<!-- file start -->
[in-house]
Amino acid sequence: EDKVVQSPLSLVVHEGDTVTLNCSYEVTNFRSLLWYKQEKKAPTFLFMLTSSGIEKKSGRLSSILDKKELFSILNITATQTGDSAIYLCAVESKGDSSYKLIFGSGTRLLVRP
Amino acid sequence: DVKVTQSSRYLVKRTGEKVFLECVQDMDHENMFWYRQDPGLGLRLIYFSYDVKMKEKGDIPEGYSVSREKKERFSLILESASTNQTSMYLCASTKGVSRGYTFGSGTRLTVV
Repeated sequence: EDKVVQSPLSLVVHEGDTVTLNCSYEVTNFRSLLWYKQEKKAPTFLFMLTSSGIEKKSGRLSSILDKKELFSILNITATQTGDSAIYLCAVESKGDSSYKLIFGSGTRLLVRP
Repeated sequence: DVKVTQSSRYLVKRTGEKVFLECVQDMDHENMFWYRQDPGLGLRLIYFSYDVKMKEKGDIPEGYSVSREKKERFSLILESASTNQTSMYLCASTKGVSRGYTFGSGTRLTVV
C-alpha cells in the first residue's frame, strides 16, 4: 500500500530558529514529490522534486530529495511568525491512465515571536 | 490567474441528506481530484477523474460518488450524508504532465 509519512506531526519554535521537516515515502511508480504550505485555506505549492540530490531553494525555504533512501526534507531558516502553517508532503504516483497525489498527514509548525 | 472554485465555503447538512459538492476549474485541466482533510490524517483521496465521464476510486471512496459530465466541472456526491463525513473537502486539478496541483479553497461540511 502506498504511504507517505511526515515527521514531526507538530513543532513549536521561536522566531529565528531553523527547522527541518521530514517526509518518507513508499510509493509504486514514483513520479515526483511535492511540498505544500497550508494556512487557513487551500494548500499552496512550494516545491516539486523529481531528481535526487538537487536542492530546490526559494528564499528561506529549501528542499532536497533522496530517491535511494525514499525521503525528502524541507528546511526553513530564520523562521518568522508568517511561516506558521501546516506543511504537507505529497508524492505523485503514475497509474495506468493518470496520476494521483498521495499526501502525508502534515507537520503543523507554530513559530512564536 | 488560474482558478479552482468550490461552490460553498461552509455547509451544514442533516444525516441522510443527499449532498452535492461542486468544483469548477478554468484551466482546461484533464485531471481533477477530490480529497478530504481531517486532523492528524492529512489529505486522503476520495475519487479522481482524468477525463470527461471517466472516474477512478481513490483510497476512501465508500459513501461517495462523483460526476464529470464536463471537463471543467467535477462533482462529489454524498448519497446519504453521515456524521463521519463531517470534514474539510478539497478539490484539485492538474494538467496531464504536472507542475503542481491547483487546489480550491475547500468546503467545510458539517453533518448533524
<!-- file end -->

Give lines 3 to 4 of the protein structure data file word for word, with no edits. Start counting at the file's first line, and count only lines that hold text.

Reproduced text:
Amino acid sequence: DVKVTQSSRYLVKRTGEKVFLECVQDMDHENMFWYRQDPGLGLRLIYFSYDVKMKEKGDIPEGYSVSREKKERFSLILESASTNQTSMYLCASTKGVSRGYTFGSGTRLTVV
Repeated sequence: EDKVVQSPLSLVVHEGDTVTLNCSYEVTNFRSLLWYKQEKKAPTFLFMLTSSGIEKKSGRLSSILDKKELFSILNITATQTGDSAIYLCAVESKGDSSYKLIFGSGTRLLVRP